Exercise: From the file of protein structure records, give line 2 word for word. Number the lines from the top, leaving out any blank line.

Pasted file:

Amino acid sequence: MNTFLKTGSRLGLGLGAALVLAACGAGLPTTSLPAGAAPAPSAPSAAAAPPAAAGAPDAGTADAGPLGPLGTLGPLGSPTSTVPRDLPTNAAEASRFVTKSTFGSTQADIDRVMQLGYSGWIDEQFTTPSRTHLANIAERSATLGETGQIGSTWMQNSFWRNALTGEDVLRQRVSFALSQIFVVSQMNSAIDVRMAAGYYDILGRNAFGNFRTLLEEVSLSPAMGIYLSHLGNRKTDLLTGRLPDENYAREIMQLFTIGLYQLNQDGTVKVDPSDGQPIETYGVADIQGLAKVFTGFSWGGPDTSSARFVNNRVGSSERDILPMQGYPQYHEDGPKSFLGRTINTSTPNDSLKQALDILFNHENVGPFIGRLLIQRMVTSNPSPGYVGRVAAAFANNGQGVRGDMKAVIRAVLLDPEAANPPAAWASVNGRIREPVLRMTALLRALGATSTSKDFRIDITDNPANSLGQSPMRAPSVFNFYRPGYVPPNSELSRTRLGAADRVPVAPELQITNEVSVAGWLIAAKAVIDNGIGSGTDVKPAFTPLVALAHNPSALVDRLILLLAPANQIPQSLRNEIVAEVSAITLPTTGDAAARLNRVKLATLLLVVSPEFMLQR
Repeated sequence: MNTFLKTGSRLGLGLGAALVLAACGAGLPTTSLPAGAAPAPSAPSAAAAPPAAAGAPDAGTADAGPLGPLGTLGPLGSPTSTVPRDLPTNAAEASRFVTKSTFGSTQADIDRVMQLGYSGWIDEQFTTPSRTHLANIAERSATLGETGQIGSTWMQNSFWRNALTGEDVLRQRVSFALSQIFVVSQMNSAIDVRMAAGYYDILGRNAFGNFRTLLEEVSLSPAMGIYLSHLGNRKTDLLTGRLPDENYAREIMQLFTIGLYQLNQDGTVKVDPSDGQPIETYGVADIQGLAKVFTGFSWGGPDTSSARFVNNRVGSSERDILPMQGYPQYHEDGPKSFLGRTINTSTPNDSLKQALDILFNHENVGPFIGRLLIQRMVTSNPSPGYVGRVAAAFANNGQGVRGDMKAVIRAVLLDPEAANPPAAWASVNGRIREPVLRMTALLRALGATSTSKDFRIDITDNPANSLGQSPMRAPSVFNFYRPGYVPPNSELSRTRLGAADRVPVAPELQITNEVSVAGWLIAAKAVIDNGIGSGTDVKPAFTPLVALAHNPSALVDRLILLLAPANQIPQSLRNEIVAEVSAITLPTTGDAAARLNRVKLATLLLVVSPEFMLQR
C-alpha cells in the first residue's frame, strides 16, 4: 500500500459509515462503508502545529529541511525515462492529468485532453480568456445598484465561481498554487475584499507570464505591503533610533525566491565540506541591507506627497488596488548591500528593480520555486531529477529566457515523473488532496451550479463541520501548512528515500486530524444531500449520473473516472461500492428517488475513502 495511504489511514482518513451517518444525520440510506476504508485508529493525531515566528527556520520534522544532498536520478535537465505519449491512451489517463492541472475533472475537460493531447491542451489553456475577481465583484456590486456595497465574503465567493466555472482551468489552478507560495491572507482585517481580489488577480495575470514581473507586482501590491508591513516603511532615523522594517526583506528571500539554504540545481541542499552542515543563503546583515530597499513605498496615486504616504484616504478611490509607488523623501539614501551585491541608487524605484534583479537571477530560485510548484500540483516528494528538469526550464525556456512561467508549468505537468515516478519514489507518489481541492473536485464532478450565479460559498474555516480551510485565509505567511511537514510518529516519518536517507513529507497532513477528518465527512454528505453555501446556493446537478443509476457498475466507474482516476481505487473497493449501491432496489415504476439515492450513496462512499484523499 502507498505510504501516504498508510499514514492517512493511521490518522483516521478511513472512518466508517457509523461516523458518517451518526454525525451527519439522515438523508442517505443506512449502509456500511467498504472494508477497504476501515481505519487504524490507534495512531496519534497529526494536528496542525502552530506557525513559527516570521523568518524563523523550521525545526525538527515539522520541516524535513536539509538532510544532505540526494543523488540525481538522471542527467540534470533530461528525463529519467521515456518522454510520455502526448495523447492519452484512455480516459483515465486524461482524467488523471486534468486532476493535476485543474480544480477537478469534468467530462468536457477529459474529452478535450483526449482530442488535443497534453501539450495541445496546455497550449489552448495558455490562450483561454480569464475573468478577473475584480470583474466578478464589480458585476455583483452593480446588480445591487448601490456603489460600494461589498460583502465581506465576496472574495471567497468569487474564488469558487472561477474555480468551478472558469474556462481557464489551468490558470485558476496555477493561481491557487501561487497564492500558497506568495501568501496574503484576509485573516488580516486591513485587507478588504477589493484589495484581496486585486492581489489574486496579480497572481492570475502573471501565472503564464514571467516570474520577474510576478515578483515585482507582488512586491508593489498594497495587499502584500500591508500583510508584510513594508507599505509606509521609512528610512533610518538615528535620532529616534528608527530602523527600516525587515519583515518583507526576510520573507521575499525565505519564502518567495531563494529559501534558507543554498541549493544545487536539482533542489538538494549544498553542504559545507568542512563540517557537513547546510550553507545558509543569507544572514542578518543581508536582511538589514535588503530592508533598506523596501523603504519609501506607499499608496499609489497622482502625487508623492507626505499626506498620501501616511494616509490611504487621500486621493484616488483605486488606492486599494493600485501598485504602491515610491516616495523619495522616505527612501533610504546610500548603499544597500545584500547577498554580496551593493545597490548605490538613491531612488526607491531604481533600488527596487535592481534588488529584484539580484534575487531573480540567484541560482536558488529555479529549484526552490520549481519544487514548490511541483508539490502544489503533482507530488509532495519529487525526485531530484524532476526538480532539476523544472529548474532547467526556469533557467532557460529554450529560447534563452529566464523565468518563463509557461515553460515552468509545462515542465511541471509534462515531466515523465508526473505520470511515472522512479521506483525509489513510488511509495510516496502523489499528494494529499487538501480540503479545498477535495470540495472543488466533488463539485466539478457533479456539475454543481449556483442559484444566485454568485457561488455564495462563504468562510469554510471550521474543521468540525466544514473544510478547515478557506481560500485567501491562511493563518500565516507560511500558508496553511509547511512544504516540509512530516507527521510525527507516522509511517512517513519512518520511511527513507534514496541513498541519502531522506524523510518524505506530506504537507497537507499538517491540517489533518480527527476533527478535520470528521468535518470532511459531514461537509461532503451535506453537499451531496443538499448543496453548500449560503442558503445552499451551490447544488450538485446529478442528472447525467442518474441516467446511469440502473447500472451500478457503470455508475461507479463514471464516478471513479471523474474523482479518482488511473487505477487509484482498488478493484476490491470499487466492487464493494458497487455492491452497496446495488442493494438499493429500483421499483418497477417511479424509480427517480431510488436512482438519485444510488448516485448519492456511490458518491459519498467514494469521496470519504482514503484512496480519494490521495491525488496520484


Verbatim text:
Repeated sequence: MNTFLKTGSRLGLGLGAALVLAACGAGLPTTSLPAGAAPAPSAPSAAAAPPAAAGAPDAGTADAGPLGPLGTLGPLGSPTSTVPRDLPTNAAEASRFVTKSTFGSTQADIDRVMQLGYSGWIDEQFTTPSRTHLANIAERSATLGETGQIGSTWMQNSFWRNALTGEDVLRQRVSFALSQIFVVSQMNSAIDVRMAAGYYDILGRNAFGNFRTLLEEVSLSPAMGIYLSHLGNRKTDLLTGRLPDENYAREIMQLFTIGLYQLNQDGTVKVDPSDGQPIETYGVADIQGLAKVFTGFSWGGPDTSSARFVNNRVGSSERDILPMQGYPQYHEDGPKSFLGRTINTSTPNDSLKQALDILFNHENVGPFIGRLLIQRMVTSNPSPGYVGRVAAAFANNGQGVRGDMKAVIRAVLLDPEAANPPAAWASVNGRIREPVLRMTALLRALGATSTSKDFRIDITDNPANSLGQSPMRAPSVFNFYRPGYVPPNSELSRTRLGAADRVPVAPELQITNEVSVAGWLIAAKAVIDNGIGSGTDVKPAFTPLVALAHNPSALVDRLILLLAPANQIPQSLRNEIVAEVSAITLPTTGDAAARLNRVKLATLLLVVSPEFMLQR